Rock Climbing Part 2 - Advanced

These notes are intended to assist the climber who has already gained some knowledge of rock climbing and is fully aware of its risks but still wishes to progress further up the grades, and indeed the mountains. They are brief and not designed to be comprehensive in any way.

Ultimately climbing is a dangerous sport and claims many casualties each year. One of the guiding principals of British climbing and mountaineering is that it is the individual climber is responsible for his or her own safety. If you cannot accept this then this site and probably climbing in general is unlikely to suit you. May we refer you to this very interesting site instead!

This section should be read in conjunction with the page on Basic Climbing.

Virtually every climber reckons their rack is the best! And so it is - for them at least. So these notes are very personal and are only intended to give an idea of a suitable rack for leading long pitches at the upper end of your grade ability. It goes without saying that not everything would be carried on every route - there is little point in carrying all this lot on a 15m pitch.

An Advanced Rack for High Mountain Areas

Cartoon © Tami Knight

Professional Mountain Guide Colin Wornham starting the crux pitch of Goodbye to All That (E1, 4c,5b,5a,5b) Pillar Rock, during the second ascent. Note the extensive selection of gear needed to protect a long high mountain route of this sort. Also that he is climbing on double 'half' ropes.

Friends (or their equivalent), sizes 0 - 3.5 inclusive each on its own krab.
Rocks set on wire 1 – 10
all these "wires" should be racked on two krabs, small on one, and large on the other
Wallnuts set on wire 1 – 10
all these "wires" should be racked on two krabs, small on one, and large on the other
Microwires set of 0 – 5
RP type eg BD Microstopper - all these micros should be racked on one krab
Offset Microwires As many as you fancy …
RP type eg BD Microstopper - all these micros should be racked on one krab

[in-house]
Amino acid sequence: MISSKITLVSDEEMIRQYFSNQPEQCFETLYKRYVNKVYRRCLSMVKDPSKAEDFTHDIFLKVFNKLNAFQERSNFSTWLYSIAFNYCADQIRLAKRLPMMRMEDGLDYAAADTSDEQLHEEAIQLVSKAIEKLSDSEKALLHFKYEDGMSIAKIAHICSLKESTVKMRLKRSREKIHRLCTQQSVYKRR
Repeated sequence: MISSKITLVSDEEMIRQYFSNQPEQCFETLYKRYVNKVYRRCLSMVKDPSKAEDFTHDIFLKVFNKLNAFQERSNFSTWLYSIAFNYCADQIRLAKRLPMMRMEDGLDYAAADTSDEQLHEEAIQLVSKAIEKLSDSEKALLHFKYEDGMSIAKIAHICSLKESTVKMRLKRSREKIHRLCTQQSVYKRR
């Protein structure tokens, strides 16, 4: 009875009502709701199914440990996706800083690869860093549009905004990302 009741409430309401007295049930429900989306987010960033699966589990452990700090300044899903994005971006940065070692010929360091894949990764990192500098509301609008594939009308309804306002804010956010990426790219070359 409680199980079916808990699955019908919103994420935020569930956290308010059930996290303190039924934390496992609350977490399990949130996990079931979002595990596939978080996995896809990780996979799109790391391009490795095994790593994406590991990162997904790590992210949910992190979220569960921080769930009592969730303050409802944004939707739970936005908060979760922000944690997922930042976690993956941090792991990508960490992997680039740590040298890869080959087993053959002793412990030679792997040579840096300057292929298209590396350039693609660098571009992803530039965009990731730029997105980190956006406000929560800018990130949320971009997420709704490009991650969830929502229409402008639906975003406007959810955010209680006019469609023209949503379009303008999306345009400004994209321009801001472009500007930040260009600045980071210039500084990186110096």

Rockcentris(or similar large nuts) 7, 6 & 5 on Dyneema are handy for belays - best all racked on one krab
Quickdraws To extend the wires you will need around 4 x 10cm (useful at the wall too), 6 x 15cm and 2 x 20cm
Slings For threads, and tree and spike belays 3 x Long (120cm) each with one krab, and 3 x Short (60cm) slings each with two (the latter can be used as extra long extenders)
Screwgate Karabiners 4, small (10mm) for setting up belays
Ropes 2 "half" ropes for preference as this greatly increase your safety (less drag, and double length abseils possible). This is what is known as double-rope technique
Belay Device 1 - check out devices like the Black Diamond ATC XP which give much better friction on narrow ropes
Belay Karabiner 1 x Belay Karabiner for use with the belay device – people used to use HMS karabiners for this but a proper belay krab is safer
Prussik Loops Set of 2 (and the knowledge of how to use them!)
Nutkey 1 - you will soon get the cost back!
Helmet Well worth considering

For Gritstone and Sandstone Outcrops and Granite Crags add :

Cams Double up on sizes 2, 2.5 & 3 if you can borrow them, or consider buying them. Size 4 (and even 5) can be handy, though the latter should definitely be considered to knock at least a grade of any off-width it is used in
Rockcentrics 8 and 9 if you can't afford extra cams
Wires You will probably need fewer wires, and RPs only on certain very hard routes

For Limestone and Slate add :

Cams May or may not be useful (depending on route). Ultra small Camming Devices such as Micro-Camalots and Zeros are also great - if you can afford them!
Wires More small wires will almost certainly come in handy on a long pitch. Consider trebling up on Rocks 1 - 7

Marking your Gear :

A final point …

as your rack grows you will find it hard to remember just exactly what is yours and what belongs to your climbing partner. If you are an easy-going sort this can soon lead to the size of your rack diminishing whilst your partner's grows accordingly! To avoid this we recommend that you mark your gear: but not by using spray paint, or cutting notches in it with a hacksaw (we know of people who have done both these things!). Most people use electrical tape to mark kit but Trango Rack Tags offer a wider range of colours.

Photo: Jeff Appleyard on the final pitch of Dream of White Horses (HVS, 4c), Gorgath, North Wales, a good place for lots of gear and extending your runners properly!

“To put yourself into a situation where a mistake cannot necessarily be recouped, where the life you lose may be your own, clears the head wonderfully. It puts domestic problems back into proportion and adds an element of seriousness to your drab, routine life. Perhaps this is one reason why climbing has become increasingly hard as society has become increasingly, disproportionately, coddling.”

- Al Alvarez

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